The high value of gold this year has seen a flood of old, broken and stored pieces made from the precious metal coming back on to the market.
India, where the government has been pushing people to recycle their old gold to cut down on the need for expensive imports, has really seen recycling rocket in 2016.
The country, the second biggest gold importer in the world after China, has experienced such a surge in gold recycling over the summer that it has met 45-60 per cent of demand for the precious metal through recycling, according to the All India Gems and Jewellery Trade Federation.
Figures from Commerzbank show that India’s August gold imports stood at 26 tonnes, a fall of 81 per cent compared to the same month last year. Over the first half of 2016, the country imported around half the amount of gold it did in the same period last year.
Bachhraj Bamawla, director of the Gems and Jewellery Trade Federation, told the Wall Street Journal: "At this price, the recycled market will continue. Wedding and festival season is approaching, but the price of gold is a deterrent to demand. Rather, people will sell at these prices. If there is no Indian demand, prices may fall."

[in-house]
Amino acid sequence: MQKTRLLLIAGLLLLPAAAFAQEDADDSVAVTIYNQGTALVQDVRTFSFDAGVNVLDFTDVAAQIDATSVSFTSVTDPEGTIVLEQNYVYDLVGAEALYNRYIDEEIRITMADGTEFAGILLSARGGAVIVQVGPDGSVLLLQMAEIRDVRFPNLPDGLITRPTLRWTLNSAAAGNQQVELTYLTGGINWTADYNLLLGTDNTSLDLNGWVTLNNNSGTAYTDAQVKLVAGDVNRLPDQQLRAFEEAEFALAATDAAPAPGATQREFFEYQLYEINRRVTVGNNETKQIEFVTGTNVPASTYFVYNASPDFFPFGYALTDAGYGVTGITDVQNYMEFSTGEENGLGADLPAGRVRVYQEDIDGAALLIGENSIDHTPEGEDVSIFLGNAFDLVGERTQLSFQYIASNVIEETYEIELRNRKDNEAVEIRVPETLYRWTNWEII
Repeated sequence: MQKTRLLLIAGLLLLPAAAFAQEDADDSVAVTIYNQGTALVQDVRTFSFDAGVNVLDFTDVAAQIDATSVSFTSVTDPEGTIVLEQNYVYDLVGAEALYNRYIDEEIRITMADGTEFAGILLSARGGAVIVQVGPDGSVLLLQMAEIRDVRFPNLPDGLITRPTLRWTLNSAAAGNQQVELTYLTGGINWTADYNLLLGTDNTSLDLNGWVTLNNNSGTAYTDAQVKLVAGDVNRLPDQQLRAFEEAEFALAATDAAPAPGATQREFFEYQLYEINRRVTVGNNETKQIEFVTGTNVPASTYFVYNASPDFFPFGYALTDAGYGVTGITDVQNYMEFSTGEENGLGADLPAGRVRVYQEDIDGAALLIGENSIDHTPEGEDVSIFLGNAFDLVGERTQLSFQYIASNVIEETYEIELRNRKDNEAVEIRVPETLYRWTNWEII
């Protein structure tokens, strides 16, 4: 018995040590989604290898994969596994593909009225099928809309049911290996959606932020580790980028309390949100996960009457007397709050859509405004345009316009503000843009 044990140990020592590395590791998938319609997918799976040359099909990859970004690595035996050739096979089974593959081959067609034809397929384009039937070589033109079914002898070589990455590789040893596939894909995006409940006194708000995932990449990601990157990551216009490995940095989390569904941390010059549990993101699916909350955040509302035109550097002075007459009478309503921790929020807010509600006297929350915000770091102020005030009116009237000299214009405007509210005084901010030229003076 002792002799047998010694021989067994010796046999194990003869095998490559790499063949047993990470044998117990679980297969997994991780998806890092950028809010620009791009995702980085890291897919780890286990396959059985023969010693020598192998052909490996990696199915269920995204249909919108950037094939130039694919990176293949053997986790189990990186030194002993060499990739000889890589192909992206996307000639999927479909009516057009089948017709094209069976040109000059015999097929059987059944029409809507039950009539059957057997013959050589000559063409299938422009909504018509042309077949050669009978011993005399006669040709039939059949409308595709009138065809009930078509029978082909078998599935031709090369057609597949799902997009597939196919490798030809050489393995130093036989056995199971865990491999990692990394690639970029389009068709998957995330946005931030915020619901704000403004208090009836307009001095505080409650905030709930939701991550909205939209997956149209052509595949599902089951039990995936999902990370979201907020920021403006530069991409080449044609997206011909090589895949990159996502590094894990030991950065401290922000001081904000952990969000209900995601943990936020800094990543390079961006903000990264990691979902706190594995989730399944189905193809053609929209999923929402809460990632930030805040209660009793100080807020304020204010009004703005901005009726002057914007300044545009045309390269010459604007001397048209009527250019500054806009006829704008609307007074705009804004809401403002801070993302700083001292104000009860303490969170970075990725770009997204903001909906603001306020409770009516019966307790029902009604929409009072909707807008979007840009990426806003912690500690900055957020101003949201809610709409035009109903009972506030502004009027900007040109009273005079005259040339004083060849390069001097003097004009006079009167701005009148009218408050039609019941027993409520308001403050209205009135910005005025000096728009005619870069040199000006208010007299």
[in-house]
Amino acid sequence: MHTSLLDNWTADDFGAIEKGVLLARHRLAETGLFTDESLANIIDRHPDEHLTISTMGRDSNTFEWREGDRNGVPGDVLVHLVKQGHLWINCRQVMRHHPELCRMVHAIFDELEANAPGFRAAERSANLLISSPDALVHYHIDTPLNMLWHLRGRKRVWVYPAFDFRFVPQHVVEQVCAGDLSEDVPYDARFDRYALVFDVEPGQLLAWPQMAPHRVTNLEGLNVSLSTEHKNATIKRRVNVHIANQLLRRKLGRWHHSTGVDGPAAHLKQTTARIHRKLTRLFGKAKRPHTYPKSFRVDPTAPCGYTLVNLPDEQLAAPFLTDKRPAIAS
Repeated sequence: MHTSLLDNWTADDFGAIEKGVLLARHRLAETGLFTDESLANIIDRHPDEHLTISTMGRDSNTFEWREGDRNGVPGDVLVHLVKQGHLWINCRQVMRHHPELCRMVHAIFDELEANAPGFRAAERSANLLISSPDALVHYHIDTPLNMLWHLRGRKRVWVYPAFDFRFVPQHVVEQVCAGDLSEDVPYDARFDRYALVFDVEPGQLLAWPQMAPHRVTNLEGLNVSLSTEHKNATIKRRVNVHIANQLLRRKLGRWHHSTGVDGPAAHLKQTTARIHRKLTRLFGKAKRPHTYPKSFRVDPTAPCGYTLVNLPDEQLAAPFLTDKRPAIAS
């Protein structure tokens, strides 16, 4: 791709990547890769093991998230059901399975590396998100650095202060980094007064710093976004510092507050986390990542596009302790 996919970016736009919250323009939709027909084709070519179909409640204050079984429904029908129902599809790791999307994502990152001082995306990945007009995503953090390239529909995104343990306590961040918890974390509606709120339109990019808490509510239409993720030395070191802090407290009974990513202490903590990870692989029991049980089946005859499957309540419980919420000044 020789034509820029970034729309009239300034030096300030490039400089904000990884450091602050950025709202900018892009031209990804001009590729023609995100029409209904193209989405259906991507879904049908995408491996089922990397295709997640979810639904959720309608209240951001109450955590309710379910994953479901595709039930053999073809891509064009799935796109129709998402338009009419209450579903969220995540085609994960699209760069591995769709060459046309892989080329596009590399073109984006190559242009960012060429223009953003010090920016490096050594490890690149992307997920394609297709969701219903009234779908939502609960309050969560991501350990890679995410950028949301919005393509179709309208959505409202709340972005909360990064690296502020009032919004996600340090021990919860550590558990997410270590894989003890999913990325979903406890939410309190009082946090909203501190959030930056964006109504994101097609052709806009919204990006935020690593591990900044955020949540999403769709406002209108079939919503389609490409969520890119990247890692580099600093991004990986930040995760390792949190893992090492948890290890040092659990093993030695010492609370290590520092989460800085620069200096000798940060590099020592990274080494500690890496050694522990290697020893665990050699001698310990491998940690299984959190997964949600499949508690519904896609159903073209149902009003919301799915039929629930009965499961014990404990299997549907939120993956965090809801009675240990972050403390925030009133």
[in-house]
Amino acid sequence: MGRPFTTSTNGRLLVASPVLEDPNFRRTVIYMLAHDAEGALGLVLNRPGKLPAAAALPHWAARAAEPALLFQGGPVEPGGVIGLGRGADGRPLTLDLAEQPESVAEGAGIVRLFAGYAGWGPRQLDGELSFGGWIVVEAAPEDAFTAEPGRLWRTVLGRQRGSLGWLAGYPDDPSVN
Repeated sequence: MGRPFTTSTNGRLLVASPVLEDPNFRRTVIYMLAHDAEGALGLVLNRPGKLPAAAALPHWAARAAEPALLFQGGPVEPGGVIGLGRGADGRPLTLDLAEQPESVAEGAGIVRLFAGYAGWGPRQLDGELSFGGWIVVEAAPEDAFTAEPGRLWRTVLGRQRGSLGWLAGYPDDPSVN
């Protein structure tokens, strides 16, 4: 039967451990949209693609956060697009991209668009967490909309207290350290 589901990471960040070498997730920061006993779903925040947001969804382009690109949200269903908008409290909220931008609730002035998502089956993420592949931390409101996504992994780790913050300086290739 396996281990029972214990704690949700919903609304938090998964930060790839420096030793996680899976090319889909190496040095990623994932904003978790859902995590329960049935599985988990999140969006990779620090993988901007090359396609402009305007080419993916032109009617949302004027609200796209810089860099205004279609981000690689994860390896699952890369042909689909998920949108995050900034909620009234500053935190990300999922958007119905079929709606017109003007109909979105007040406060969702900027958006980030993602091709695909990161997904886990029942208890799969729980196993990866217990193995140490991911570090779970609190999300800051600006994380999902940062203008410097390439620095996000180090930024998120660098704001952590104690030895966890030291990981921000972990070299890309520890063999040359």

It’s estimated that Indian homes and temples have a phenomenal 22,000 tonnes of gold stored in them, and it’s this unwanted gold that the Indian government wants people to part with.
The demand for gold is so high in India because people tend to buy it during festivals from September to November, and again during the wedding season that follows.
Shalini Goel was able to exchange a necklace and bracelets for almost 15 times as much as she paid for them, thanks to the good gold price.
We can’t promise you’ll get such a high return for your old broken and unwanted gold jewellery when you send it in for recycling, but it’s likely you’ll be pleasantly surprised by its value in the current market.